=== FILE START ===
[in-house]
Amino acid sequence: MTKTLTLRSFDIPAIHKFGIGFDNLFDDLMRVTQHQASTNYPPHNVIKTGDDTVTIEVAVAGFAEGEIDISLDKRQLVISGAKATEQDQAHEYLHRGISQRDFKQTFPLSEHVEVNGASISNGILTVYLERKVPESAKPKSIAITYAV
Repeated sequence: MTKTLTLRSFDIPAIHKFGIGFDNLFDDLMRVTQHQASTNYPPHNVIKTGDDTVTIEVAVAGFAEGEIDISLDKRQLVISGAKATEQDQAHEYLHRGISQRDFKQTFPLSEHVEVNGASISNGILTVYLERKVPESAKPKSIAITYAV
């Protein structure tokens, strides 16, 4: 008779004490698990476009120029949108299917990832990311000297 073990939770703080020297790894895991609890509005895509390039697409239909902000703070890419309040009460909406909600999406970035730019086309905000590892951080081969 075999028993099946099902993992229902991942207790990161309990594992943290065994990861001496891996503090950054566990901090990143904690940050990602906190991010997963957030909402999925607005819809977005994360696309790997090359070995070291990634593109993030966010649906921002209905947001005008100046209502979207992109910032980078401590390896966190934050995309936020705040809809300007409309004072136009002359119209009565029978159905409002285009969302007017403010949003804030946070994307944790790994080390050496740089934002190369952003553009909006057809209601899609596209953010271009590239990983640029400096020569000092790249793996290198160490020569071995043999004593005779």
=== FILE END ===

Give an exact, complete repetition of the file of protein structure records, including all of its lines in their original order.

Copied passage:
[in-house]
Amino acid sequence: MTKTLTLRSFDIPAIHKFGIGFDNLFDDLMRVTQHQASTNYPPHNVIKTGDDTVTIEVAVAGFAEGEIDISLDKRQLVISGAKATEQDQAHEYLHRGISQRDFKQTFPLSEHVEVNGASISNGILTVYLERKVPESAKPKSIAITYAV
Repeated sequence: MTKTLTLRSFDIPAIHKFGIGFDNLFDDLMRVTQHQASTNYPPHNVIKTGDDTVTIEVAVAGFAEGEIDISLDKRQLVISGAKATEQDQAHEYLHRGISQRDFKQTFPLSEHVEVNGASISNGILTVYLERKVPESAKPKSIAITYAV
């Protein structure tokens, strides 16, 4: 008779004490698990476009120029949108299917990832990311000297 073990939770703080020297790894895991609890509005895509390039697409239909902000703070890419309040009460909406909600999406970035730019086309905000590892951080081969 075999028993099946099902993992229902991942207790990161309990594992943290065994990861001496891996503090950054566990901090990143904690940050990602906190991010997963957030909402999925607005819809977005994360696309790997090359070995070291990634593109993030966010649906921002209905947001005008100046209502979207992109910032980078401590390896966190934050995309936020705040809809300007409309004072136009002359119209009565029978159905409002285009969302007017403010949003804030946070994307944790790994080390050496740089934002190369952003553009909006057809209601899609596209953010271009590239990983640029400096020569000092790249793996290198160490020569071995043999004593005779």